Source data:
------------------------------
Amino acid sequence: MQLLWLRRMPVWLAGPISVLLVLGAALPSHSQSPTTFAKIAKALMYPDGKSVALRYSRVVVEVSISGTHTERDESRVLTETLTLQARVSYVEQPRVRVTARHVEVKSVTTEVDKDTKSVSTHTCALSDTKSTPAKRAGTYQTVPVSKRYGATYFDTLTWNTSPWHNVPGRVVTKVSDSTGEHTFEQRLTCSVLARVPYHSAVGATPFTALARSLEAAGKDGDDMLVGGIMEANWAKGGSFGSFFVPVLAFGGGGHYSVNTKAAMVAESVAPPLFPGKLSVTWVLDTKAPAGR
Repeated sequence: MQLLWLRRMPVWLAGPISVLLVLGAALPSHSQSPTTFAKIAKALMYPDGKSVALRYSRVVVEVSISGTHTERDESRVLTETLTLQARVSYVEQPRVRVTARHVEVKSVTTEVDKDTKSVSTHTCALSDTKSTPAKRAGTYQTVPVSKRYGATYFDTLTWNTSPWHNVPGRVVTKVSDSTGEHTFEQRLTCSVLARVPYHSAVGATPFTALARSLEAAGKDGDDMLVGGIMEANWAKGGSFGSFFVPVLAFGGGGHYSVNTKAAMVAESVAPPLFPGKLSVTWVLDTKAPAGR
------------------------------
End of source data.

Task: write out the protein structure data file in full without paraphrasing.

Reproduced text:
Amino acid sequence: MQLLWLRRMPVWLAGPISVLLVLGAALPSHSQSPTTFAKIAKALMYPDGKSVALRYSRVVVEVSISGTHTERDESRVLTETLTLQARVSYVEQPRVRVTARHVEVKSVTTEVDKDTKSVSTHTCALSDTKSTPAKRAGTYQTVPVSKRYGATYFDTLTWNTSPWHNVPGRVVTKVSDSTGEHTFEQRLTCSVLARVPYHSAVGATPFTALARSLEAAGKDGDDMLVGGIMEANWAKGGSFGSFFVPVLAFGGGGHYSVNTKAAMVAESVAPPLFPGKLSVTWVLDTKAPAGR
Repeated sequence: MQLLWLRRMPVWLAGPISVLLVLGAALPSHSQSPTTFAKIAKALMYPDGKSVALRYSRVVVEVSISGTHTERDESRVLTETLTLQARVSYVEQPRVRVTARHVEVKSVTTEVDKDTKSVSTHTCALSDTKSTPAKRAGTYQTVPVSKRYGATYFDTLTWNTSPWHNVPGRVVTKVSDSTGEHTFEQRLTCSVLARVPYHSAVGATPFTALARSLEAAGKDGDDMLVGGIMEANWAKGGSFGSFFVPVLAFGGGGHYSVNTKAAMVAESVAPPLFPGKLSVTWVLDTKAPAGR